Open Access Articles- Top Results for United States Fish and Wildlife Service

United States Fish and Wildlife Service

"FWS" redirects here. For other uses, see FWS (disambiguation).
Fish and Wildlife Service
Logo of the United States Fish and Wildlife Service
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Flag of the United States Fish and Wildlife Service
Agency overview
Formed June 30, 1940 (1940-06-30)
Preceding agencies Bureau of Biological Survey
Bureau of Fisheries
Jurisdiction United States federal government
Headquarters Washington, D.C.
Employees approx. 9,000 employees (2010)
Annual budget $2.32 billion (FY08)
Agency executive Daniel M. Ashe, Director, U.S. Fish and Wildlife Service
Parent agency U.S. Department of the Interior
File:Heather Bartlett USFWS.jpg
Arctic Refuge Law Enforcement Officer Heather Bartlett stands alongside her Super Cub, 2009

The United States Fish and Wildlife Service (FWS) is an agency of federal government within the U.S. Department of the Interior which is dedicated to the management of fish, wildlife, and natural habitats. The mission of the agency is "working with others to conserve, protect, and enhance fish, wildlife, plants and their habitats for the continuing benefit of the American people."

The leader of the FWS is the director of the U.S. Fish and Wildlife Service Daniel M. Ashe, of Maryland, who was confirmed on June 30, 2011, succeeding Sam Hamilton.[4]

Among the service's responsibilities are enforcing federal wildlife laws, protecting endangered species, managing migratory birds, restoring nationally significant fisheries, conserving and restoring wildlife habitat, such as wetlands, helping foreign governments with their international conservation efforts, and distributing money to states' fish and wildlife agencies through the Wildlife Sport Fish and Restoration program.

Units within the FWS include:

The vast majority of fish and wildlife habitat is on non-federal lands. Therefore, the Fish and Wildlife Agency works closely with private groups such as The Partners for Fish and Wildlife, Partners in Flight, Sport Fishing and The Boating Partnership Council, to assist voluntary habitat conservation and restoration.

The FWS employs approximately 9,000 people at facilities across the U.S. The FWS consists of a central administrative office (in Arlington, VA) with eight regional offices and nearly 700 field offices distributed throughout the United States.


File:FWS patrol vehicles 1950.jpg
USFWS patrol vehicles, Alaska 1950

The U.S. Fish and Wildlife Service originated in 1871 as the United States Commission on Fish and Fisheries, more commonly referred to as the United States Fish Commission, created by the United States Congress with the purpose of studying and recommending solutions to a noted decline in the stocks of food fish. Spencer Fullerton Baird was appointed its first commissioner. In 1903, the Fish Commission was reorganized as the United States Bureau of Fisheries.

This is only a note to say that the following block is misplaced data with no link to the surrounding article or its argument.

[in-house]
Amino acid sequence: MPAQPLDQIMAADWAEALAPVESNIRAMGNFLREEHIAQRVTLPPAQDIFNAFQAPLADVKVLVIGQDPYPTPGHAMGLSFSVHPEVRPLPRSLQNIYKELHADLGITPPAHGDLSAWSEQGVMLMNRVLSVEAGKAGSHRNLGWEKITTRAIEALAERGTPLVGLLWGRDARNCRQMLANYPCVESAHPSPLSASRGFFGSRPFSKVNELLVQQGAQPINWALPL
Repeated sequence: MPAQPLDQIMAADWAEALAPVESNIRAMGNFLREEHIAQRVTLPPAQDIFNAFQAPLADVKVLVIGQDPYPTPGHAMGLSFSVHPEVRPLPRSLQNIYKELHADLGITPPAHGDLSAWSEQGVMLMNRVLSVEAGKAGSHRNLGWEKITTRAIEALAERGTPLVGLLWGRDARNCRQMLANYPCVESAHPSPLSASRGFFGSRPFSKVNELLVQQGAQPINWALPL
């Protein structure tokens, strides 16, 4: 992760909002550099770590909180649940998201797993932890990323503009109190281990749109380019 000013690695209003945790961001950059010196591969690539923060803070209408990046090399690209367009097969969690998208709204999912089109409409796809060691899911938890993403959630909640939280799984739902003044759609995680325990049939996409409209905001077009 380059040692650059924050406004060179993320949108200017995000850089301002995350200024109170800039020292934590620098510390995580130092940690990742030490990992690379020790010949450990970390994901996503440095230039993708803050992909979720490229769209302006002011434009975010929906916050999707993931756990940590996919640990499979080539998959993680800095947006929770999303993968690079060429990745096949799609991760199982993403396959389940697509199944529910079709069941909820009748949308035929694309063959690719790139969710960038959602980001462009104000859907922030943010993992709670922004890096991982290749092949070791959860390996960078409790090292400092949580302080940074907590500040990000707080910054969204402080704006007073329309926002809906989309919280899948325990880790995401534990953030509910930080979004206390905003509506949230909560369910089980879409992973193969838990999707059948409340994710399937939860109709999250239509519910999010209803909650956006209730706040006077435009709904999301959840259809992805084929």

In 1885, the Division of Economic Ornithology and Mammalogy was established in the United States Department of Agriculture, which in 1896 became the Division of Biological Survey. Its early work focused on the effect of birds in controlling agricultural pests and mapping the geographical distribution of plants and animals in the United States. Jay Norwood Darling was appointed Chief of the new Bureau of Biological Survey in 1934; the same year Congress passed the Fish and Wildlife Coordination Act (FWCA), one of the oldest federal environmental review statutes.[5] Under Darling's guidance, the Bureau began an ongoing legacy of protecting vital natural habitat throughout the country. The Fish and Wildlife Service was finally created in 1940, when the Bureaus of Fisheries and Biological Survey were combined after being moved to the Department of the Interior.

Pursuant to the eagle feather law, Title 50, Part 22 of the Code of Federal Regulations (50 CFR 22), and the Bald and Golden Eagle Protection Act, the U.S. Fish and Wildlife Service administers the National Eagle Repository and the permit system for Native American religious use of eagle feathers.[6][7][8]

The Service governs five National Monuments; Hanford Reach National Monument in Washington state; Papahānaumokuākea Marine National Monument, a huge maritime area in the northwestern Hawaiian Islands (jointly with the National Oceanic and Atmospheric Administration and the State of Hawaii); Pacific Remote Islands Marine National Monument, the largest marine protected area in the world[9] (in consultation with the National Oceanic and Atmospheric Administration; the Rose Atoll Marine National Monument in American Samoa (with the National Oceanic and Atmospheric Administration and the American Samoan Government)), and the Marianas Trench Marine National Monument including undersea mud volcanoes, vents, chemosynthetic organisms, and much of the deepest points on Earth (in coordination of management with the National Oceanic and Atmospheric Administration and the Commonwealth of the Northern Mariana Islands).

See also

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Related governmental agencies

Regulatory matters

Wildlife management

Other related topics


  1. ^ [1][dead link]
  2. ^ [2][dead link]
  3. ^ USFWS - National Organizational Chart. Retrieved on 2013-08-12.
  4. ^ "Daniel M. Ashe". Retrieved 9 December 2014. 
  5. ^ Rosenberg, Ronald H. and Olson, Allen H., Federal Environmental Review Requirements Other than NEPA: The Emerging Challenge (1978). CLEVELAND STATE LAW REVIEW [Vol. 27: 195. 1978] FEDERAL ENVIRONMENTAL REVIEW. In Faculty Publications. Paper 672. College of William and Mary Law School
  6. ^ "National Eagle Repository". 
  7. ^ "Eagle Parts for Native American Religious Purposes" (PDF). 
  8. ^ "Title 50 Part 22 Code of Federal Regulations (50 CFR 22)]". 
  9. ^

Further reading

External links